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Friday, August 19, 2005

Baptism = Circumcision?

Comment by Post Liberal brought up a solid topic whichI reckoned deserve a brand new entry.

He started by saying he may
share the reformed Jewish perpsective that male circumcision is not an absolutely necessary element of their covenant with Yahweh. But it must be acknowledged that, insofar as it's a religion that is traced back to the original Abrahamic covenant, it is tied up with the religion. The female form does not have those roots, and, like veiling, can be seen as a later innovation in some followers of some religions.

My opinion is that the whole issue is centered on Abraham whose very existence is itself a big mystery and I questioned that if that is the case, how could it be sensible for us to submit our life based upon a flimsy fact such as the Abrahamic Covenant?

How do we know there was no miscommunication between Abraham and God or with the relevant authors of Bible as far as circumcision is concerned?

And I further commented my take is that having faith in God doesn’t mean we must have blind faith; and blind faith is certainly not something appeals to people of the information age.

I look at it this way … If Kosher can be abrogated by Paul & company which has rendered Christendom such a huge success in term or population, why can’t an irrelevant ancient practice like circumcision be nullified?

If it is about going against words of God, then Christianity itself should be dissociated from God (I meant El/Yahweh) as the religion has gone against His words in the first place ... sorry for being so direct.

Christianity is the world most populous religion is due to the fact that it (or should I say Paul & Company) dared to break away from the norm (Judaism) and I further commented that it may be hard to put forward something that is seen as going against what is written in the holy books, as this may weaken the faith but then it is not impossible ... Paul & company has done it and I reckoned reformation (or whatever one calls it) must be carried out from time to time in order to stay relevant to the prevailing time.

Put circumcision aside, Post Liberal argued circumcision is just like infant baptism, some would decry it as it's not the same ability to make a personal declaration of faith. And that he would value it having been done with him, because faith is about more than himself as a single unit. There needs to be an awareness of the numinous, transcendent, and relational - expressions of our part in things that go beyond what we can grasp in our own hands.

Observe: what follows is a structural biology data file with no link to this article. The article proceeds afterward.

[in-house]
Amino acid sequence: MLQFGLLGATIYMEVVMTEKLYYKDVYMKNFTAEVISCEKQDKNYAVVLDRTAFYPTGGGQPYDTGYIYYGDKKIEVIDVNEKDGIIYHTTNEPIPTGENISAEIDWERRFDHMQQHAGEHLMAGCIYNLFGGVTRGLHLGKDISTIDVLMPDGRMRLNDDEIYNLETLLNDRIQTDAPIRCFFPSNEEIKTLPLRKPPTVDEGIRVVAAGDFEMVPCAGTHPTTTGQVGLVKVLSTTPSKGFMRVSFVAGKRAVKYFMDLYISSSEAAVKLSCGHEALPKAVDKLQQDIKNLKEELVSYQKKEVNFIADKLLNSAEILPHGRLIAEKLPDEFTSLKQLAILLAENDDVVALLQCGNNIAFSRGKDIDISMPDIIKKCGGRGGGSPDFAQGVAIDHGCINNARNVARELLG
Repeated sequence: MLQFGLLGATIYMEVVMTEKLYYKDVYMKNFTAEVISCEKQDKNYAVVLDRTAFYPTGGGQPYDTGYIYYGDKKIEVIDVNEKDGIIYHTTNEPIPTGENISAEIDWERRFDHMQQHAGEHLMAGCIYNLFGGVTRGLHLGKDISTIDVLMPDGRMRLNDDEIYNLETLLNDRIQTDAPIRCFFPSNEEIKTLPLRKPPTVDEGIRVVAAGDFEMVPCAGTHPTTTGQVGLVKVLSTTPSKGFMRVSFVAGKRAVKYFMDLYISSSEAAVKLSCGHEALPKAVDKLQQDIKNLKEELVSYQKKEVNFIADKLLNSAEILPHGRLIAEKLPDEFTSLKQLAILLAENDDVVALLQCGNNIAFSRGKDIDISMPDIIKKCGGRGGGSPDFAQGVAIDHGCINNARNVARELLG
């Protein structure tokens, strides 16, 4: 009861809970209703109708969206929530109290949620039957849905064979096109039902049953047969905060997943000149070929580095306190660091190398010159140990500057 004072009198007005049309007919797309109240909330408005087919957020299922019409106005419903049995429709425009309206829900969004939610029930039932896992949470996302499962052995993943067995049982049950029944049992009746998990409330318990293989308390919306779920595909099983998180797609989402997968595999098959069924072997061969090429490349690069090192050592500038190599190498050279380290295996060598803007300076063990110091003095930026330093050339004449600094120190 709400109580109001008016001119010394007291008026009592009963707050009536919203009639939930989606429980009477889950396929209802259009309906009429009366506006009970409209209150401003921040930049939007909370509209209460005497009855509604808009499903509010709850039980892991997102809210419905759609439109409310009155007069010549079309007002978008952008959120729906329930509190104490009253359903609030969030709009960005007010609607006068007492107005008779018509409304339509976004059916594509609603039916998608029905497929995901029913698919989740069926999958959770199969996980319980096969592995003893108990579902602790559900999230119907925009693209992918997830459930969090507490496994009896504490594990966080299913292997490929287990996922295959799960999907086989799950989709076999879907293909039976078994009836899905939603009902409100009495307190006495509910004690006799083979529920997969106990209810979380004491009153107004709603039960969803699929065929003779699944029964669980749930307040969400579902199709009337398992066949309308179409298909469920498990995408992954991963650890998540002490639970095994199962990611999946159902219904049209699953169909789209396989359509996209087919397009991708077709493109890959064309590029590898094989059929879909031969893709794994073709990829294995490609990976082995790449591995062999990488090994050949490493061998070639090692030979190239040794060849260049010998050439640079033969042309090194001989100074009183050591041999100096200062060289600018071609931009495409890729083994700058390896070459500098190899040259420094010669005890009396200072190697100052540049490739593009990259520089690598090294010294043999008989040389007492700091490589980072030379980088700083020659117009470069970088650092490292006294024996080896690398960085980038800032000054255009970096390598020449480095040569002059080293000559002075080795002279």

Well said but I think NO. Baptism is not surgical, neither painful nor permanent, so it is certainly not in the same category as circumcision. I think the question should be whether or not it is okay for parents to make decision pertaining to one’s faith while one is still unable to form an opinion?

While not exactly an issue, I say even this is a highly debatable topic …


Anonymous Anonymous said...

Hi La Bona,

I agree with Post Liberal, what divided the basics is the teachings of Abraham.

However, about you referring to circumcision being written in Hadiths...Hadiths are treated like the Quran to many Muslims, for they follow 'Mohammed' in idolisation to my belief. I treat Hadiths like history books, I may accept Mohammed as Prophet but there is no need to follow his every act and move. I take him to heart like I do with other Prophets/messengers. And this is where it differentiates between Shia and Sunni Muslims.


7:35 AM  
Blogger postliberal said...

I’m glad I delayed a response now, so this can carry on in a new thread. Here goes, in no particular order...

“…how could it be sensible for us to submit our life based upon a flimsy fact such as the Abrahamic Covenant?”

I don’t think it’s about ‘facts’, in a modern historically literal sense. That the stories of Abraham and El/Yahweh are at least in part mythological does not discount tier significance. What many Jews continue to treasure is a narrative of relationship with God, that perhaps has its Genesis with Abraham’s decision to follow God. It’s the meaning therein, and the faith family tree they see themselves a part of, that matters. A story does not need to have happened in a modern sense of the word history, to be full of meaning. It’s not blind faith to value myth and religious story – though it could remain a ‘heresy’ to those who push an enlightenment view of the world.

“If Kosher can be abrogated by Paul & company which has rendered Christendom such a huge success in term or population, why can’t an irrelevant ancient practice like circumcision be nullified?”

With all due respect, I think you may have misunderstood some of St Paul’s approach here. In the letters that’re attributed to him, he puts a great deal of effort and creativity into seeing how he could make the early ‘Jesus movement’, which was essentially Jewish, relevant to a Gentile world. To do this he essentially described the Jewish covenant as remaining valid, though seen in a new light as fulfilled by Jesus. He then went on to describe Jesus as having opened the possibility for Gentiles to enter into covenant with God, to join the same faith family as Jewish people. This grafting was accomplished, in his view, without invalidating the Jewish covenantial religion – or the Gentile approach as not encompassing it. St Paul, as a Jew, took care to point out how meaningful his Jewishness (which included circumcision and Levitical Law) was – most well addressed to his Jewish Christian audience – even as he made it possible to worship God for those who would never be Jewish.